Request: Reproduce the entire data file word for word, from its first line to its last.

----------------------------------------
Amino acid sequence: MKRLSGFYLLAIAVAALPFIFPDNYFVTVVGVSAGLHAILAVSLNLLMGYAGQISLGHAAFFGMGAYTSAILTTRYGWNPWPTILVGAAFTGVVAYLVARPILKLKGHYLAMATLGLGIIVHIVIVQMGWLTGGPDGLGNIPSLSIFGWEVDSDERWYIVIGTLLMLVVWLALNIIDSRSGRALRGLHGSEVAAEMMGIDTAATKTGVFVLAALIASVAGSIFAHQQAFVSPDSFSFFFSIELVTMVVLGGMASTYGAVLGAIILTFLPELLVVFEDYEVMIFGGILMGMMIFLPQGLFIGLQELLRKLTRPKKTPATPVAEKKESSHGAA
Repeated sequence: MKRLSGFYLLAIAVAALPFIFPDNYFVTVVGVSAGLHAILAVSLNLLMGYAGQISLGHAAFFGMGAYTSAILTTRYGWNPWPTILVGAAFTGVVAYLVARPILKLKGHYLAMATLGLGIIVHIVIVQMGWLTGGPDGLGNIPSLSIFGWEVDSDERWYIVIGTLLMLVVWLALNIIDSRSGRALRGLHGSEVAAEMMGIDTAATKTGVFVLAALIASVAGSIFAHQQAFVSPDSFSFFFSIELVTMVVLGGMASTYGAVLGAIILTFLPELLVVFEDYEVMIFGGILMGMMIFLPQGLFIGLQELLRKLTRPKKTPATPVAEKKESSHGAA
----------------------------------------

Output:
Amino acid sequence: MKRLSGFYLLAIAVAALPFIFPDNYFVTVVGVSAGLHAILAVSLNLLMGYAGQISLGHAAFFGMGAYTSAILTTRYGWNPWPTILVGAAFTGVVAYLVARPILKLKGHYLAMATLGLGIIVHIVIVQMGWLTGGPDGLGNIPSLSIFGWEVDSDERWYIVIGTLLMLVVWLALNIIDSRSGRALRGLHGSEVAAEMMGIDTAATKTGVFVLAALIASVAGSIFAHQQAFVSPDSFSFFFSIELVTMVVLGGMASTYGAVLGAIILTFLPELLVVFEDYEVMIFGGILMGMMIFLPQGLFIGLQELLRKLTRPKKTPATPVAEKKESSHGAA
Repeated sequence: MKRLSGFYLLAIAVAALPFIFPDNYFVTVVGVSAGLHAILAVSLNLLMGYAGQISLGHAAFFGMGAYTSAILTTRYGWNPWPTILVGAAFTGVVAYLVARPILKLKGHYLAMATLGLGIIVHIVIVQMGWLTGGPDGLGNIPSLSIFGWEVDSDERWYIVIGTLLMLVVWLALNIIDSRSGRALRGLHGSEVAAEMMGIDTAATKTGVFVLAALIASVAGSIFAHQQAFVSPDSFSFFFSIELVTMVVLGGMASTYGAVLGAIILTFLPELLVVFEDYEVMIFGGILMGMMIFLPQGLFIGLQELLRKLTRPKKTPATPVAEKKESSHGAA